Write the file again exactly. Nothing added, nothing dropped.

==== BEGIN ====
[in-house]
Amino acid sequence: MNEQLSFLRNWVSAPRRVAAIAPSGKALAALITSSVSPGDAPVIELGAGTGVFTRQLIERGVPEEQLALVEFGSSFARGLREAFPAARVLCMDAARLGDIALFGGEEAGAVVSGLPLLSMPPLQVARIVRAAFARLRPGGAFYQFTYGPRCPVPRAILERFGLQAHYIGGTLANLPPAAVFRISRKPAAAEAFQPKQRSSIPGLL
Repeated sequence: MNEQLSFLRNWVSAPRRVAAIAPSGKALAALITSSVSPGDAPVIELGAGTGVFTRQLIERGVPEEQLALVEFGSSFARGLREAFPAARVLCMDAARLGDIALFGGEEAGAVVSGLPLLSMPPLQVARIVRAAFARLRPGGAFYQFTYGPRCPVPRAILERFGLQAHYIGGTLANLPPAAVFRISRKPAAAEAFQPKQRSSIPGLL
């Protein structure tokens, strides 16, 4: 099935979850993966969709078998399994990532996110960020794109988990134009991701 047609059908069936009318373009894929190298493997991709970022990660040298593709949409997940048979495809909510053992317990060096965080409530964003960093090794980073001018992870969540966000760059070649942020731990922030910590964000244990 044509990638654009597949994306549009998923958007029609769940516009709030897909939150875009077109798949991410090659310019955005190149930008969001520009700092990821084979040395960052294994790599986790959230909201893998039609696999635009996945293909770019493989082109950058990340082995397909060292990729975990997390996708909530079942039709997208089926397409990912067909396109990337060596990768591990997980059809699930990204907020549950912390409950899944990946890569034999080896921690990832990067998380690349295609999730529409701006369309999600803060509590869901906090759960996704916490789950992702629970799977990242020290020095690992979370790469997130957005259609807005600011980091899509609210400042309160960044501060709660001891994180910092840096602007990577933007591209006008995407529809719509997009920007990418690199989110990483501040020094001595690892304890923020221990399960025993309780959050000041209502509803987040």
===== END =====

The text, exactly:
[in-house]
Amino acid sequence: MNEQLSFLRNWVSAPRRVAAIAPSGKALAALITSSVSPGDAPVIELGAGTGVFTRQLIERGVPEEQLALVEFGSSFARGLREAFPAARVLCMDAARLGDIALFGGEEAGAVVSGLPLLSMPPLQVARIVRAAFARLRPGGAFYQFTYGPRCPVPRAILERFGLQAHYIGGTLANLPPAAVFRISRKPAAAEAFQPKQRSSIPGLL
Repeated sequence: MNEQLSFLRNWVSAPRRVAAIAPSGKALAALITSSVSPGDAPVIELGAGTGVFTRQLIERGVPEEQLALVEFGSSFARGLREAFPAARVLCMDAARLGDIALFGGEEAGAVVSGLPLLSMPPLQVARIVRAAFARLRPGGAFYQFTYGPRCPVPRAILERFGLQAHYIGGTLANLPPAAVFRISRKPAAAEAFQPKQRSSIPGLL
């Protein structure tokens, strides 16, 4: 099935979850993966969709078998399994990532996110960020794109988990134009991701 047609059908069936009318373009894929190298493997991709970022990660040298593709949409997940048979495809909510053992317990060096965080409530964003960093090794980073001018992870969540966000760059070649942020731990922030910590964000244990 044509990638654009597949994306549009998923958007029609769940516009709030897909939150875009077109798949991410090659310019955005190149930008969001520009700092990821084979040395960052294994790599986790959230909201893998039609696999635009996945293909770019493989082109950058990340082995397909060292990729975990997390996708909530079942039709997208089926397409990912067909396109990337060596990768591990997980059809699930990204907020549950912390409950899944990946890569034999080896921690990832990067998380690349295609999730529409701006369309999600803060509590869901906090759960996704916490789950992702629970799977990242020290020095690992979370790469997130957005259609807005600011980091899509609210400042309160960044501060709660001891994180910092840096602007990577933007591209006008995407529809719509997009920007990418690199989110990483501040020094001595690892304890923020221990399960025993309780959050000041209502509803987040």